As executive chairman, Schultz oversaw the opening of upscale Reserve stores and massive Roastery showrooms as part of its new Siren Retail initiative.
He became Starbucks' executive chairman previous year, handing the chief executive job to Kevin Johnson at a time when growth in Starbucks' dominant USA market was showing signs of cooling.
Last week, the company closed its USA stores for several hours for bias awareness training for its employees, one of the measures it promised after the men were arrested as they waited for an associate but hadn't bought anything.
Mr Schultz, who retired as chief executive past year, is to relinquish his seat on the board on 26 June.
Schultz, 64, says he is considering many possibilities.
U.S. top court rules for baker in gay wedding cake case
In doing so, the commission violated Phillips's religious rights under the First Amendment of the US Constitution. Kennedy also spoke for the court in its 2015 ruling that upheld same-sex marriage as a constitutional right.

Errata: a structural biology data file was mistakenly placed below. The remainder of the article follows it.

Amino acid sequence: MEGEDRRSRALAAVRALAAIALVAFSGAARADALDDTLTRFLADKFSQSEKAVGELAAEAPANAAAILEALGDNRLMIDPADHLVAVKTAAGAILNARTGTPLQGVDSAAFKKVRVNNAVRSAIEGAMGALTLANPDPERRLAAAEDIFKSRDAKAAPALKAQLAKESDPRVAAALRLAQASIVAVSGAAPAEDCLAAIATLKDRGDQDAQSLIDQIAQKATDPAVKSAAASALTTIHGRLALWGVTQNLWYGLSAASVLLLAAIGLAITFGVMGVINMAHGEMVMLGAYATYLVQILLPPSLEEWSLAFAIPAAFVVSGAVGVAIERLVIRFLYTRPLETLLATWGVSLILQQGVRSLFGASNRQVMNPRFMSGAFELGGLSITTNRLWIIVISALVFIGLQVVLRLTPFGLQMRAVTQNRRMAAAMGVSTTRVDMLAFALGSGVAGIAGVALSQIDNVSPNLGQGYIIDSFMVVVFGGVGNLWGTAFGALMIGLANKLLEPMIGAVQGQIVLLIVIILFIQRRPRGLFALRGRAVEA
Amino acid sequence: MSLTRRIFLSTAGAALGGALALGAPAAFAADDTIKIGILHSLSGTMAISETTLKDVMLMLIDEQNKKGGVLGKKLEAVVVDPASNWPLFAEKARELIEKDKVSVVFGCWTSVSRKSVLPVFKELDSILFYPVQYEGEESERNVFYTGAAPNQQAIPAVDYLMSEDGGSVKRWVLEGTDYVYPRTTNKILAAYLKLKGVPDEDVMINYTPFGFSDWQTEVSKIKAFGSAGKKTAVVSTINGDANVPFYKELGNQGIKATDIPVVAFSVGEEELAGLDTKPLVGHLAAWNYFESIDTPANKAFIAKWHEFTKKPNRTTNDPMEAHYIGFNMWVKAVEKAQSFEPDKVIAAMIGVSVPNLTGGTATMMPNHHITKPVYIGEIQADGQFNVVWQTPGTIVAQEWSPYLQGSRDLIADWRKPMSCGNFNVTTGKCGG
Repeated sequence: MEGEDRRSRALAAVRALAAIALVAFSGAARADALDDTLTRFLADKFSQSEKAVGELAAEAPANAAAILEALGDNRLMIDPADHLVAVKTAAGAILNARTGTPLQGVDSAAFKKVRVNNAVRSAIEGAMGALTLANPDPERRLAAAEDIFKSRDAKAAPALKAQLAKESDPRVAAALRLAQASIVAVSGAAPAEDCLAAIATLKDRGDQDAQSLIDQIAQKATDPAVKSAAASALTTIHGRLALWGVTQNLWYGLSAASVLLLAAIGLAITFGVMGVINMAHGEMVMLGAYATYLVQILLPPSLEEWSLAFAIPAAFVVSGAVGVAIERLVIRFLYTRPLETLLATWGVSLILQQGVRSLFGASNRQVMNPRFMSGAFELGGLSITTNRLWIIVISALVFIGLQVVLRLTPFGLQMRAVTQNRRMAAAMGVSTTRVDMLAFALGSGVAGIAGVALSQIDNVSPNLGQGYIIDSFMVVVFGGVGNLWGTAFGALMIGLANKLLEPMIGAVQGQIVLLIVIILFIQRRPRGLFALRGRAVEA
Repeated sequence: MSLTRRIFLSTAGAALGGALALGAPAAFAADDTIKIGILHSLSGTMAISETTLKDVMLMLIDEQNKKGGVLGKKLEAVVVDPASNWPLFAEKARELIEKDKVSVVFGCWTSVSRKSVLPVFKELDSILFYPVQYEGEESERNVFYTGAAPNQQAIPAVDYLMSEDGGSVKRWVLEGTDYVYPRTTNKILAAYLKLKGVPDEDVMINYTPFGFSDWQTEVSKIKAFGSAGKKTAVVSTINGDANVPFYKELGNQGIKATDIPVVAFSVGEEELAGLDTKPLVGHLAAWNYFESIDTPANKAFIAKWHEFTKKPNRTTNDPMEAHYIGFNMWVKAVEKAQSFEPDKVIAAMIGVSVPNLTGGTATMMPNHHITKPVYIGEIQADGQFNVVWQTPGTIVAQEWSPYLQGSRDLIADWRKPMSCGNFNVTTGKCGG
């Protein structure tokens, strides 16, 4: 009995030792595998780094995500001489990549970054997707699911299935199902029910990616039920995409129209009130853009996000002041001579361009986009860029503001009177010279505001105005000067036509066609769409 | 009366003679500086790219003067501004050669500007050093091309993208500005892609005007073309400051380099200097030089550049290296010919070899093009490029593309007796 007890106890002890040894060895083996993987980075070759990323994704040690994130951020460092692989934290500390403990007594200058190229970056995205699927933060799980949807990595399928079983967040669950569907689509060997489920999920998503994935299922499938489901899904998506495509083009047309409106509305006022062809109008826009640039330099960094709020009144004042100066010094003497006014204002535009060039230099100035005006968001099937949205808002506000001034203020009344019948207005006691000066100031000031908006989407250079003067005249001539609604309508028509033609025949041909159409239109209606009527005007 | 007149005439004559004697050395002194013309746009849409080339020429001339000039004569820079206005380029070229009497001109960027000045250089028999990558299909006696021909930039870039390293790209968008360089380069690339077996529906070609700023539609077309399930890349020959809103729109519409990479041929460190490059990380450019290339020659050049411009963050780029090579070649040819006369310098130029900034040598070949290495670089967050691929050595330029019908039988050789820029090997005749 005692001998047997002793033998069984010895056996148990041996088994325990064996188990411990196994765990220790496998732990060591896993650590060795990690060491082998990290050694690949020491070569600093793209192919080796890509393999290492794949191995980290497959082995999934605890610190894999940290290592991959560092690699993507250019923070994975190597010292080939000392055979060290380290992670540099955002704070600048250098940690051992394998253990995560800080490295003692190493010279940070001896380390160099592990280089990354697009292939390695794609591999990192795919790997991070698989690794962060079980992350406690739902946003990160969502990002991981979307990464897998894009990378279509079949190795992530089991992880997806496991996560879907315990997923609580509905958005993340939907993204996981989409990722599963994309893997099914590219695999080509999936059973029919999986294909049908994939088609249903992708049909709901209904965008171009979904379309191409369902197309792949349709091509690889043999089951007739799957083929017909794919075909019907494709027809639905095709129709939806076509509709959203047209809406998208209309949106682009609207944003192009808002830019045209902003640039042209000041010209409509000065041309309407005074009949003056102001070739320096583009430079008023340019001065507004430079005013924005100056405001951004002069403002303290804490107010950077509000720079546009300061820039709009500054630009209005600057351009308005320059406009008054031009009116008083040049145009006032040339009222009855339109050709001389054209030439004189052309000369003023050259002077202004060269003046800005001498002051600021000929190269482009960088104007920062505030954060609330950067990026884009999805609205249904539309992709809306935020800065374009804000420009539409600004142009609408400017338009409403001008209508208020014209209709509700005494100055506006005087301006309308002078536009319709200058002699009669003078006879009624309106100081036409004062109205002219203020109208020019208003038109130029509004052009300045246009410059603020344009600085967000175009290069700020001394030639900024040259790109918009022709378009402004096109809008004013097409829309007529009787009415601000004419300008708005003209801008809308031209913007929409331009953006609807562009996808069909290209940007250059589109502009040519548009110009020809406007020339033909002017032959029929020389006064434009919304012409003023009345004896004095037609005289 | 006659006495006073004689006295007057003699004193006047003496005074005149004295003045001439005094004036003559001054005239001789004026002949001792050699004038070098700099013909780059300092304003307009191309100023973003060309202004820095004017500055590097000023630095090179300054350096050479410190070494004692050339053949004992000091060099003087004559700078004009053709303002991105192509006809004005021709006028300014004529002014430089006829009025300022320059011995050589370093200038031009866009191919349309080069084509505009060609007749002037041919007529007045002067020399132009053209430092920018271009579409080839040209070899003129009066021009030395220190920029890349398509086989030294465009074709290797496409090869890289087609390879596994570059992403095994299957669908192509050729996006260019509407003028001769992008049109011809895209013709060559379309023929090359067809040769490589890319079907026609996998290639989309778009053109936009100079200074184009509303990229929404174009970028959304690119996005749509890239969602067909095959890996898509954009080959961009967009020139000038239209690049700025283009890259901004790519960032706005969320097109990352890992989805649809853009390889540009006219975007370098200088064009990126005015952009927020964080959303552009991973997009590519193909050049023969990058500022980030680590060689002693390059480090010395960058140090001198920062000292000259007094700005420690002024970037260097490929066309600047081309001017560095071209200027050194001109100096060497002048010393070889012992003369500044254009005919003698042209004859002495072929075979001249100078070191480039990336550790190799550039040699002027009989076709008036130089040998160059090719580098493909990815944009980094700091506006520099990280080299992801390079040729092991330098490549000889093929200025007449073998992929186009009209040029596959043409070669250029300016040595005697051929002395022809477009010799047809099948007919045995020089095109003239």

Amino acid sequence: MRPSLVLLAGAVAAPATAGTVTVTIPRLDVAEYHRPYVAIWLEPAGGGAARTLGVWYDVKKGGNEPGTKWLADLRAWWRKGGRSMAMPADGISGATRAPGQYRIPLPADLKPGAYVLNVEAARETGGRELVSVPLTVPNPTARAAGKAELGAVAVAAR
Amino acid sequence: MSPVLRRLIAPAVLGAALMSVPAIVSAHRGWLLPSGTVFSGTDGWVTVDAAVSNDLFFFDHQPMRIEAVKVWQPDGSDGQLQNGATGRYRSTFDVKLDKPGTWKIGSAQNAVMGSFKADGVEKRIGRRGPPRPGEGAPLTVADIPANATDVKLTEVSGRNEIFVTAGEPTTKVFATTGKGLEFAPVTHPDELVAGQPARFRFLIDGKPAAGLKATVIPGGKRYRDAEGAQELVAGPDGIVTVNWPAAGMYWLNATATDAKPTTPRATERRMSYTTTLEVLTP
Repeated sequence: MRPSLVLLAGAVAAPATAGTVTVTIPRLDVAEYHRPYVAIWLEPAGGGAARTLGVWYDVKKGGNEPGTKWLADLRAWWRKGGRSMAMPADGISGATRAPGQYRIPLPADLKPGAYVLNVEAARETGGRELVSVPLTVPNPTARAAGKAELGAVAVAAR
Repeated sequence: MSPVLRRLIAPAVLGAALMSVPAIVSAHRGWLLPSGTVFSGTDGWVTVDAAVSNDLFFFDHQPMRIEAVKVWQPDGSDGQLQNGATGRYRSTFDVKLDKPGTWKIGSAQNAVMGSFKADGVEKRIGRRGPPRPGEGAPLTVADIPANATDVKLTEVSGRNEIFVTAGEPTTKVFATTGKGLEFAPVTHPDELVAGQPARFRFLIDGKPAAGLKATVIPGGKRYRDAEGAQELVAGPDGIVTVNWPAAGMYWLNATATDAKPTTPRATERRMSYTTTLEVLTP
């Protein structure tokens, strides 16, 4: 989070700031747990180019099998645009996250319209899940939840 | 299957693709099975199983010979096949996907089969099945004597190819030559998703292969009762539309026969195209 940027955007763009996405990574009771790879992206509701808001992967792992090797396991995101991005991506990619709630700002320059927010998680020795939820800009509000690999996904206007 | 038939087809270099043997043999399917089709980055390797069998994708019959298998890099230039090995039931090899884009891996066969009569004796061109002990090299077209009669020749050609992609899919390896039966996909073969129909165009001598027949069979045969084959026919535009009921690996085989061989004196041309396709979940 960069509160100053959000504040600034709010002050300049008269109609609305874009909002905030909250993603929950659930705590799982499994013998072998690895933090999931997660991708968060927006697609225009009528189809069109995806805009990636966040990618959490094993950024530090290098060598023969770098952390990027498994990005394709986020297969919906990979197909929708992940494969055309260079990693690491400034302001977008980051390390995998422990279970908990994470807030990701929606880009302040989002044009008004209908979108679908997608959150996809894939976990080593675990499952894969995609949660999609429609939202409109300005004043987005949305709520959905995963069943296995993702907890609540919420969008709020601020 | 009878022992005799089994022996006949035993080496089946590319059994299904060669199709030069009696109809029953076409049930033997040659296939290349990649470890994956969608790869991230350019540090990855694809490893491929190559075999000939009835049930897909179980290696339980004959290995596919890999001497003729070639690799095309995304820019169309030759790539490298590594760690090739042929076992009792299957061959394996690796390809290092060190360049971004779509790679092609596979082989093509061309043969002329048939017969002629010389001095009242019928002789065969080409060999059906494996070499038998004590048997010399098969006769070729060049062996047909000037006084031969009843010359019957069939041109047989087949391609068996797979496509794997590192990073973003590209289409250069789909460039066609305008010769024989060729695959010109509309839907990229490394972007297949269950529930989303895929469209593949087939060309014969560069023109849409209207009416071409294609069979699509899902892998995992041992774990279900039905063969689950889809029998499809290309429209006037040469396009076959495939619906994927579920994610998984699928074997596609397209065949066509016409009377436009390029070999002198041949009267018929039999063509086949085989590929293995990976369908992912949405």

While he did not address the presidential speculation directly, Schultz did tell the Times: "One of the things I want to do in my next chapter is to figure out if there is a role I can play in giving back".
"I intend to think about a range of options, and that could include public service", he said, when asked if he was weighing a presidential run.
Starbucks, which styled itself as a "third place" for Americans to congregate along with work and home, also because synonymous with an urban style that bred imitators and changed the food business. "But I'm a long way from making any decisions about the future".
He also credited the company with "balancing profitability and social conscience, compassion and rigor, and love and responsibility".
Starbucks' board named Myron Ullman, who was previously chairman and CEO of struggling retailer J.C. Penney, as its new chair and Mellody Hobson vice chair effective upon Schultz's retirement. Shares of Starbucks have risen 21,000 percent since the company's initial public offering in 1992; an investor who had put in $10,000 then would have more than $2 million today.
The move followed the April 12 arrest of two black men in a Philadelphia Starbucks, which sparked outrage, protests and soul-searching about racial tensions that have been exacerbated under President Trump.